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The Effects of Technology Shocks on Hours and Output: A Robustness Analysis

  • Canova, Fabio
  • López-Salido, J David
  • Michelacci, Claudio

We analyze the effects of neutral and investment-specific technology shocks on hours and output. Long cycles in hours are captured in a variety of ways. Hours robustly fall in response to neutral shocks and robustly increase in response to investment specific shocks. The percentage of the variance of hours (output) explained by neutral shocks is small (large); the opposite is true for investment specific shocks. `News shocks' that generically change expectations about future productivity, are uncorrelated with the estimated technology shocks.

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Paper provided by C.E.P.R. Discussion Papers in its series CEPR Discussion Papers with number 6720.

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Date of creation: Feb 2008
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Handle: RePEc:cpr:ceprdp:6720
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  1. Fabio Canova & David Lopez-Salido & Claudio Michelacci, 2006. "Schumpeterian technology shocks," Economics Working Papers 1012, Department of Economics and Business, Universitat Pompeu Fabra, revised Nov 2007.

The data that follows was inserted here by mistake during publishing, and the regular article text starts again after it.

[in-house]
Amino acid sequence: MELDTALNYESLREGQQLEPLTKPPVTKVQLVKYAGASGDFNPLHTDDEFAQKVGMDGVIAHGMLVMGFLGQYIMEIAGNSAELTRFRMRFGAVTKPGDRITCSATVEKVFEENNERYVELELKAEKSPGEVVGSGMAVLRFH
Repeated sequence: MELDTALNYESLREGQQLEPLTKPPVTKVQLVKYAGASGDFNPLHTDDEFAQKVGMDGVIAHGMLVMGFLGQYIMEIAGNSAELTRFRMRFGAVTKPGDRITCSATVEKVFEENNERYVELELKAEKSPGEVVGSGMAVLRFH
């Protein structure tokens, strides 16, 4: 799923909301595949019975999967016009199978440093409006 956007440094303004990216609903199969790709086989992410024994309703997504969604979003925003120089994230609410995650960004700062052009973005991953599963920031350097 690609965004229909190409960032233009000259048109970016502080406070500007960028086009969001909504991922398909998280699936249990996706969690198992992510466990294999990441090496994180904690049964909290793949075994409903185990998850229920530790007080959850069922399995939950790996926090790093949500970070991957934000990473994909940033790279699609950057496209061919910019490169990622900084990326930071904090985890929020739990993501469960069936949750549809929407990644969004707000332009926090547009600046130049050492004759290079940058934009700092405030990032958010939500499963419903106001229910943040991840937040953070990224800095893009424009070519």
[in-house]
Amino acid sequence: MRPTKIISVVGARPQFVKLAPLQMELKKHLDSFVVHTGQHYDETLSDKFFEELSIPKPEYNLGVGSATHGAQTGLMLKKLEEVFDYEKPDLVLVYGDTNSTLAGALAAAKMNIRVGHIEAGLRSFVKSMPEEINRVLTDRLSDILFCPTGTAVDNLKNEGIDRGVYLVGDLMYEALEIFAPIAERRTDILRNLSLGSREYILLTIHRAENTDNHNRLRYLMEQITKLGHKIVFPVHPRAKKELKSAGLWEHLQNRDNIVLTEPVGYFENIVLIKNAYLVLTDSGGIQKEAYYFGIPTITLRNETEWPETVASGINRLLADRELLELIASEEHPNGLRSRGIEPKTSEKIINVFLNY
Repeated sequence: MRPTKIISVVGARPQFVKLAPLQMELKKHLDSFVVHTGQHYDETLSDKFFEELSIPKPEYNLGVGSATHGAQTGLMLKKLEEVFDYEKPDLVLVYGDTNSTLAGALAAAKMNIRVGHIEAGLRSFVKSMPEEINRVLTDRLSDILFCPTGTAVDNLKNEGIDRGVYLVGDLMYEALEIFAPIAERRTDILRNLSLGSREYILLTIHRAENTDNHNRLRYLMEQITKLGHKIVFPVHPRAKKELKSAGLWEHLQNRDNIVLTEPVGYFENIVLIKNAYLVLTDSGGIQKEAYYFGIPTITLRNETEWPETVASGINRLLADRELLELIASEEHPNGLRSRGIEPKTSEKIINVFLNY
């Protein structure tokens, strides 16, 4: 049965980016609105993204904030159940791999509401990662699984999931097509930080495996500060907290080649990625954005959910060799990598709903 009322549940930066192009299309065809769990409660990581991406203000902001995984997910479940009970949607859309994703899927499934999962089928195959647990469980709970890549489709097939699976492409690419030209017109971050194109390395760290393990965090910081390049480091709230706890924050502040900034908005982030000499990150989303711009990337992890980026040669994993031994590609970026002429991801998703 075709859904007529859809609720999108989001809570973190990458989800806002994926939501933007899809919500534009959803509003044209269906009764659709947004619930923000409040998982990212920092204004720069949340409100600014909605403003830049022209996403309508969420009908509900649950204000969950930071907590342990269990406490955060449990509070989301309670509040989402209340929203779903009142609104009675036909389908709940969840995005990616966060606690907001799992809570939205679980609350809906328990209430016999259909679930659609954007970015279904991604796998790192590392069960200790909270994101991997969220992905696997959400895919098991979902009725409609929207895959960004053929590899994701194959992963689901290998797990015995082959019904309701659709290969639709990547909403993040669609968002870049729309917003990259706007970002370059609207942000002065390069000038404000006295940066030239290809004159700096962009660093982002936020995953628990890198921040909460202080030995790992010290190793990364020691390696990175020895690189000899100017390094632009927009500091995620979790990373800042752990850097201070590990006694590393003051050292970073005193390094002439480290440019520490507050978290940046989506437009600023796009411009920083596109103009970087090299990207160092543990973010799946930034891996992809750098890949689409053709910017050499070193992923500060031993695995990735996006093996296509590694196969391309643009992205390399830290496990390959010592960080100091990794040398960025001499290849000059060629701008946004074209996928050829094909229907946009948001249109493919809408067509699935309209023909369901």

2. David Altig & Lawrence Christiano & Martin Eichenbaum & Jesper Linde, 2005. "Online Appendix to "Firm-Specific Capital, Nominal Rigidities and the Business Cycle"," Technical Appendices 09-191, Review of Economic Dynamics.
  3. Susanto Basu & John G. Fernald & Miles S. Kimball, 1998. "Are technology improvements contractionary?," International Finance Discussion Papers 625, Board of Governors of the Federal Reserve System (U.S.).
  4. Altig, David E & Christiano, Lawrence J. & Eichenbaum, Martin & Lindé, Jesper, 2005. "Firm-Specific Capital, Nominal Rigidities and the Business Cycle," CEPR Discussion Papers 4858, C.E.P.R. Discussion Papers.
  5. Claudio Michelacci & David Lopez-Salido, 2004. "Technology Shocks And Job Flows," Working Papers wp2004_05, CEMFI.
  6. Ellen R. McGrattan, 2006. "Real business cycles," Staff Report 370, Federal Reserve Bank of Minneapolis.
  7. Lawrence J. Christiano & Martin Eichenbaum & Robert J. Vigfusson, 2003. "What happens after a technology shock?," International Finance Discussion Papers 768, Board of Governors of the Federal Reserve System (U.S.).
  8. Giordani, Paolo, 2001. "An Alternative Explanation of the Price Puzzle," Working Paper Series 125, Sveriges Riksbank (Central Bank of Sweden).
  9. Diego Comin & Mark Gertler, 2003. "Medium Term Business Cycles," NBER Working Papers 10003, National Bureau of Economic Research, Inc.
  10. Luca Dedola & Stefano Neri, 2006. "What does a technology shock do? A VAR analysis with model-based sign restrictions," Temi di discussione (Economic working papers) 607, Bank of Italy, Economic Research and International Relations Area.
  11. Faust, Jon & Leeper, Eric M, 1997. "When Do Long-Run Identifying Restrictions Give Reliable Results?," Journal of Business & Economic Statistics, American Statistical Association, vol. 15(3), pages 345-53, July.